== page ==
The Swing Align training aid began as nothing more than a bungee cord and a stick, but has evolved into a versatile game improvement product
Everyone who plays golf knows the value of fundamentals. And it seems that when your game goes awry, it’s a return to basics that sets things right again. But without a teacher constantly available, you need some kind of help to validate what you’re seeing and feeling.
The developers of Swing Align believe their product can give you that second set of eyes. With a combination of arm cuffs, connection bands and bright green rods, Swing Align works on the fundamentals of alignment, rotation, swing plane and connection.
And it started in the mind of the inventor with a bungee cord holding a stick across his chest. Allan Strand was primarily a putting instructor on the PGA Tour and he designed a putter in the late 1990s that was called Dandy. Gil Morgan won 14 Champions Tour events with it starting in 1999.
Strand began to be interested in the full swing and started to develop the Swing Align with the help of players he knew on the PGA Tour. Unfortunately, he contracted lung cancer and died in 2013 before he could see his project to completion.
Strand’s brother, Everett, wanted to finish Allan’s work and teamed with Chris McGinley, a highly respected golf equipment veteran, who spent 21 years at Titleist. McGinley immediately saw the value in the Swing Align and the company launched about a year ago.
The training device consists of two arm cuffs connected by an adjustable rubber strip. Each cuff has a hole through which a bright green rod can be inserted. When you slide the cuffs on each arm, the rod shows you in which direction your shoulders are aligned. But that’s just the start.
“The versatility is what sets Swing Align apart,” McGinley says. “All good golf swings start with alignment. So many golfers can't align where they think they want to hit the ball. They have trouble aligning their lower body and their upper body in the same direction. The fundamental nature of standing to the side of the ball and looking down at the target line, it’s easy to get your shoulders out of alignment with your lower body.
“Even the best players in the world struggle with it and that’s why you see so many Tour players practicing with their teacher or their caddie behind them or with some kind of device on the ground to help them stay aligned.”
When you make a backswing with the Swing Align, it shows how much your shoulders have rotated. And if the alignment rod is level or pointed slightly down, your swing plane is in the right place.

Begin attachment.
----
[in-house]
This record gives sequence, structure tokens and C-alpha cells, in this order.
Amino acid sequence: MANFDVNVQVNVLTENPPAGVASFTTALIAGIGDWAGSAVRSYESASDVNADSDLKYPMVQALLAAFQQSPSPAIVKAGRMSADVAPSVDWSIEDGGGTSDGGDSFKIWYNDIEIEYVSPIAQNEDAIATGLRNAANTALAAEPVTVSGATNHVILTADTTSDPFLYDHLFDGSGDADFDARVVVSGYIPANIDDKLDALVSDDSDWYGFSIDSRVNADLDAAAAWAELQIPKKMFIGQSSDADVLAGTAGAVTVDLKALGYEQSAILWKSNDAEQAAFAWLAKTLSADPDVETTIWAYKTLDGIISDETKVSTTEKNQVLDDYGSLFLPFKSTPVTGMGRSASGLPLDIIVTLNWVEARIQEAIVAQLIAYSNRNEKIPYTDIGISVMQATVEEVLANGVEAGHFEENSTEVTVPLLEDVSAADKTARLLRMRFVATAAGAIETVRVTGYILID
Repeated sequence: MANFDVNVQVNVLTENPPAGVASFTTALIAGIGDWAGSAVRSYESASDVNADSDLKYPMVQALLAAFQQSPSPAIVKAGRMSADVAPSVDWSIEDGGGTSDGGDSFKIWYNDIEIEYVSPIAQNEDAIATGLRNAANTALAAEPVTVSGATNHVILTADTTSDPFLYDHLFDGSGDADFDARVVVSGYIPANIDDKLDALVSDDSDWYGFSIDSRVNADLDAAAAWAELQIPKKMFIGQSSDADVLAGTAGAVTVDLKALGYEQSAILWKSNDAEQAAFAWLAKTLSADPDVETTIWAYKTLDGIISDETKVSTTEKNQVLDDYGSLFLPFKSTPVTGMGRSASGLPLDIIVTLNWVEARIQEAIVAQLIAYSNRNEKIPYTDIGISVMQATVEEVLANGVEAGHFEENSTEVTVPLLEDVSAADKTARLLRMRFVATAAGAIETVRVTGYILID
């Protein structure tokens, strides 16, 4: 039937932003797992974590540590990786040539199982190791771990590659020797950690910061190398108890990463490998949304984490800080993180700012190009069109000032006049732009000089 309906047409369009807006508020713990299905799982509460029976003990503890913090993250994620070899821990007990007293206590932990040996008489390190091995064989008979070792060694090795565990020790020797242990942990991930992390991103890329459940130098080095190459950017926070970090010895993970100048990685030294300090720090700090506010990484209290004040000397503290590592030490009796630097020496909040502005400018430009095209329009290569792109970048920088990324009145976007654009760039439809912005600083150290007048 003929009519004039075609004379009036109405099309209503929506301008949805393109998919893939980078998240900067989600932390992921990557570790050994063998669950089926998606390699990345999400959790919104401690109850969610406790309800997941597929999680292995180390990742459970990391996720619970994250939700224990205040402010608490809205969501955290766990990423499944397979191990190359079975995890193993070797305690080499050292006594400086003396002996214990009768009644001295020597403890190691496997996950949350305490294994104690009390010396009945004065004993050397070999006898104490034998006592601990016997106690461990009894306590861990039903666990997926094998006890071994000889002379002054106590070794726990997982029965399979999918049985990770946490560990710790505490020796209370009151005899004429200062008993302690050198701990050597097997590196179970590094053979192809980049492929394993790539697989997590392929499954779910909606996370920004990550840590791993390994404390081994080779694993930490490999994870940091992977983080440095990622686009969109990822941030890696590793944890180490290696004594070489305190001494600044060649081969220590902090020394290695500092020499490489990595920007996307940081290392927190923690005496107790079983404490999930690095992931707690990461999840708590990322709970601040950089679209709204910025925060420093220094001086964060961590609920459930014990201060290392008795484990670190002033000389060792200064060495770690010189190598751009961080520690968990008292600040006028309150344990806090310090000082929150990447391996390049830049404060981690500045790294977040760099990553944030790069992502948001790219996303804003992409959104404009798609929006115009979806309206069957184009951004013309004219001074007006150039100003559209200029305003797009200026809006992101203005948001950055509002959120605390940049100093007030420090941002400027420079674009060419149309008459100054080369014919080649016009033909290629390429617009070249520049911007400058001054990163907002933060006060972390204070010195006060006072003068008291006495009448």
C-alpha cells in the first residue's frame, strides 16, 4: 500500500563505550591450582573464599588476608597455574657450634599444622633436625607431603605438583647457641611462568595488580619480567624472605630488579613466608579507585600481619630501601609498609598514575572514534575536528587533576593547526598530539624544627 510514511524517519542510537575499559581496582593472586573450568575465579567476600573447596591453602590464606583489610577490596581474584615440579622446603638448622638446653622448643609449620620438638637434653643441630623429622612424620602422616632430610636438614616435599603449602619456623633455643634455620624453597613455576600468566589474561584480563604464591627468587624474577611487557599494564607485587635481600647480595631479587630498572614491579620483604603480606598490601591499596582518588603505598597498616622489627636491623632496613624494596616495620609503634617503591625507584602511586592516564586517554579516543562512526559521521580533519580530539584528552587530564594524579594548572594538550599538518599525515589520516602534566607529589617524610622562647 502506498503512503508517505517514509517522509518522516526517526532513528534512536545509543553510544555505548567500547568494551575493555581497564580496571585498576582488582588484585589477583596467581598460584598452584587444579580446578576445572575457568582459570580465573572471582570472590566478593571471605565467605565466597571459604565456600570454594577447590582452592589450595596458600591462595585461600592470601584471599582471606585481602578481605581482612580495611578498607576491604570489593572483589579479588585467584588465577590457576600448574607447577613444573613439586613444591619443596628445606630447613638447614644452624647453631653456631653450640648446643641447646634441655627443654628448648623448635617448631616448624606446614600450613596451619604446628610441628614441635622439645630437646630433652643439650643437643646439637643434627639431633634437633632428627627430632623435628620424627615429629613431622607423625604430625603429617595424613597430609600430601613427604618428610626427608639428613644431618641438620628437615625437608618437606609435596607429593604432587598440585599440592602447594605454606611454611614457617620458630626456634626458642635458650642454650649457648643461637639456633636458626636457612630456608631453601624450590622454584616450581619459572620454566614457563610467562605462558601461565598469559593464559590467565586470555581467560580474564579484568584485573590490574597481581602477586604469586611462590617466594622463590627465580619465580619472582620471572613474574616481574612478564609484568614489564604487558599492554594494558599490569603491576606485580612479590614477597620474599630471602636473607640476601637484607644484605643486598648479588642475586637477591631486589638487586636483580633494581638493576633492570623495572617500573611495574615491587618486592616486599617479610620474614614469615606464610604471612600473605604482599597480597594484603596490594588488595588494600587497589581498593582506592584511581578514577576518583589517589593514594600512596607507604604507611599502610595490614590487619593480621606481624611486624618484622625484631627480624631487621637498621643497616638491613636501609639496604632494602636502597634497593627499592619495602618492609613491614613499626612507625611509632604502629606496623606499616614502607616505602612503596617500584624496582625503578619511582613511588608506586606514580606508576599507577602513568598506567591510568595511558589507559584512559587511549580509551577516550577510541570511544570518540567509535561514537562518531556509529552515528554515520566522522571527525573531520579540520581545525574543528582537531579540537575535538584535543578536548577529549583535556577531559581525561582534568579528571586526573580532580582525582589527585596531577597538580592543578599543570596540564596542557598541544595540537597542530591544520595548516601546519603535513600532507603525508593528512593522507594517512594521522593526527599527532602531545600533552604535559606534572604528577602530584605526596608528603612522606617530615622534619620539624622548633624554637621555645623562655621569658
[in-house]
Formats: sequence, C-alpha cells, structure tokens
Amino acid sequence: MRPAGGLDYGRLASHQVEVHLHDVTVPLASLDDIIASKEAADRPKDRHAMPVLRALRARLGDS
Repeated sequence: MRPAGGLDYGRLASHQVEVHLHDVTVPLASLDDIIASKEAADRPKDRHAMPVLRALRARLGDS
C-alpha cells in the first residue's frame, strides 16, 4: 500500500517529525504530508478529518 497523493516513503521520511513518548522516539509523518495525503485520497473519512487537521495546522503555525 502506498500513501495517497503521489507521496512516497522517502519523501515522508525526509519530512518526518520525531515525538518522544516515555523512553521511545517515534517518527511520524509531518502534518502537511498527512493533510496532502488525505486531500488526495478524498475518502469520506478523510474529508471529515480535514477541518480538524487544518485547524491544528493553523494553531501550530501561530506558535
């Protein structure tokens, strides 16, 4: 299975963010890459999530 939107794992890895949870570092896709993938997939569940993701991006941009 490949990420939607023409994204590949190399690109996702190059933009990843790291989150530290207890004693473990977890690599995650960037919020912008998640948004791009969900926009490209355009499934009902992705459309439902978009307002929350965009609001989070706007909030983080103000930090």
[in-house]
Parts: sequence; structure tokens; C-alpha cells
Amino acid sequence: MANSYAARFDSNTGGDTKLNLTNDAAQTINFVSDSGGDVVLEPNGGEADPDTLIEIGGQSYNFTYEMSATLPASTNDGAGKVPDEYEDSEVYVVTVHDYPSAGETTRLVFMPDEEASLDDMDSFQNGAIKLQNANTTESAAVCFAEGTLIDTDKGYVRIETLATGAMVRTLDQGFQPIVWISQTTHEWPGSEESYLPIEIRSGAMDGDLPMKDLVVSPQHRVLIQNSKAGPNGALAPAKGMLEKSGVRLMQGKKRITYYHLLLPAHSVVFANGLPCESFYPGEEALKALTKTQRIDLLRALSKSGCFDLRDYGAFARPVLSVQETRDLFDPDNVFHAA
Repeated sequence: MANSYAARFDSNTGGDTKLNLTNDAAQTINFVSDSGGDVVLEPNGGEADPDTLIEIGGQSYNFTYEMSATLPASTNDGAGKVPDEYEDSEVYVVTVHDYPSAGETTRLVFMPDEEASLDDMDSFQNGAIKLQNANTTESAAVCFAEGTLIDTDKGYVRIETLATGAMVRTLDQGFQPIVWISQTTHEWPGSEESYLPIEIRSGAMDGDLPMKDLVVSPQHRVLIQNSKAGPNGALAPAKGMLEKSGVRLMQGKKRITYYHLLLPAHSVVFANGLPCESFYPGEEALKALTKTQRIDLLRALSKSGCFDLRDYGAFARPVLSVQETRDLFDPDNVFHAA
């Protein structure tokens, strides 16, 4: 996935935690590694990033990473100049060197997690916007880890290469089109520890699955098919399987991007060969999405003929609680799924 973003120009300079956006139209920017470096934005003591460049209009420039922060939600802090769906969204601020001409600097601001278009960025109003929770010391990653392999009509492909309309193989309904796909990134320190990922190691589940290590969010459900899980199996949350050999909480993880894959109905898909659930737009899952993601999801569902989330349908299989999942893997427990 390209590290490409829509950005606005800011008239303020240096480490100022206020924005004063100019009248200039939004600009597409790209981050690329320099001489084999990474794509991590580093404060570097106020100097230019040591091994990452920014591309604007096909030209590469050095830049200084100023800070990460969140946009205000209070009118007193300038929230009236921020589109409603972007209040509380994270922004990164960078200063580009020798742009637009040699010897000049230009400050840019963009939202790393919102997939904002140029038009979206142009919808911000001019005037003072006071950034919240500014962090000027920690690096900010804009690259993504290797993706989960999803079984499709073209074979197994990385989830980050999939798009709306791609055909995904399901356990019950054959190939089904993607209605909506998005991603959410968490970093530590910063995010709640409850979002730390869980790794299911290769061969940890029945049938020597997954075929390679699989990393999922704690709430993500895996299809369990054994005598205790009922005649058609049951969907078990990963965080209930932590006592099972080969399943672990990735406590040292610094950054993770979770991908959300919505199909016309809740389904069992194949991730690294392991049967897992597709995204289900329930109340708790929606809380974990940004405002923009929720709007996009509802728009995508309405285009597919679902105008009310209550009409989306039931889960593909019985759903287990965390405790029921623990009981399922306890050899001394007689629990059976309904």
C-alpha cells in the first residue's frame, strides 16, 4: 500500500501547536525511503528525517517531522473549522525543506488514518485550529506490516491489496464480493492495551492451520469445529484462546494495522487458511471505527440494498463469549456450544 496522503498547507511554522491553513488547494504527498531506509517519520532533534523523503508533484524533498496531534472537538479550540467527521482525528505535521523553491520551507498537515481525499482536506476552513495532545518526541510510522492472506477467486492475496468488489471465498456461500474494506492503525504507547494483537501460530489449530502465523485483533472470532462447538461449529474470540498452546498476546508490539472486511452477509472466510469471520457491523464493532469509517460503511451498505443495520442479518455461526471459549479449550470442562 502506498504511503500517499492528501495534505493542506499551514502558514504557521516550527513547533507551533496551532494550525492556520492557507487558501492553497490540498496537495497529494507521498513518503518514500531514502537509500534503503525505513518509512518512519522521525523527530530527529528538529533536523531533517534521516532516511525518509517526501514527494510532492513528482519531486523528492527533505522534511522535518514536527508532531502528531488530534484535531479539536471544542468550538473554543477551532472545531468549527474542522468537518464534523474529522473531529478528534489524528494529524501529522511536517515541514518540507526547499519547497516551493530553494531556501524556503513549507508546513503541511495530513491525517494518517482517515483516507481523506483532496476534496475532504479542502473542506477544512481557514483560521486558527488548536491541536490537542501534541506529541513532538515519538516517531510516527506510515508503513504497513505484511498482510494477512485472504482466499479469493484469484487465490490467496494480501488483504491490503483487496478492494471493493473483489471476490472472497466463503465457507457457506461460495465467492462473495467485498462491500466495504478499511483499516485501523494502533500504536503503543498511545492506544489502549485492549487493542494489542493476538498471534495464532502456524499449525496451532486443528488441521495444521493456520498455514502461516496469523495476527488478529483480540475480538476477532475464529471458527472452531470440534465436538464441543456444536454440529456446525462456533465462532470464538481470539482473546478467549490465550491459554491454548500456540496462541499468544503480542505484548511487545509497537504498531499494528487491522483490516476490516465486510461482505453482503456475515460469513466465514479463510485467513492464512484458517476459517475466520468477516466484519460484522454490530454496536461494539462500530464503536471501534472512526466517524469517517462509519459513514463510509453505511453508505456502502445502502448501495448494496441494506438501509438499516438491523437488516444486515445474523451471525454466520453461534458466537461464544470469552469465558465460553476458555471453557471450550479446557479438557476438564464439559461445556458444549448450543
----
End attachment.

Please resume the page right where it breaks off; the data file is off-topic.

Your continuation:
The other aspect that the Swing Align emphasizes is connection. Not only can you see static positions with the device, you can also make a full swing and hit balls with it and it makes certain you keep both arms together.
“Keeping your arms and body synchronized and together is very important,” McGinley said. “You see some golfers practicing with a golf glove under their armpit or a towel. Our feeling is that using those things unnaturally squeezes your arms together using your muscles. Our device allows your arms to hang freely and naturally so you can make a full swing.”
One of the other uses for the Swing Align include training the short game. The cuffs can be separated and connected by a shorter alignment rod, which puts a little light pressure between the arms to practice proper chipping and pitching motion.
The Swing Align Pro package includes two XL arm cuffs for players with bigger bodies. But McGinley was working with device and found that the XL cuffs were a perfect size to go around each leg just above the knee. When connected with a short rod, it turned out to be ideal as a putting trainer that would enable you to keep your knees still while you putt.
More than 100 golf instructors across the country have bought a Swing Align to use on their lesson tees with students. Devan Bonebrake, a Golf Digest top-50 young instructor, does a series of videos on the Swing Align website and are a must-watch to learn all the ways the device can be used.
And although the original idea was a stick across the chest, it evolved into much more.
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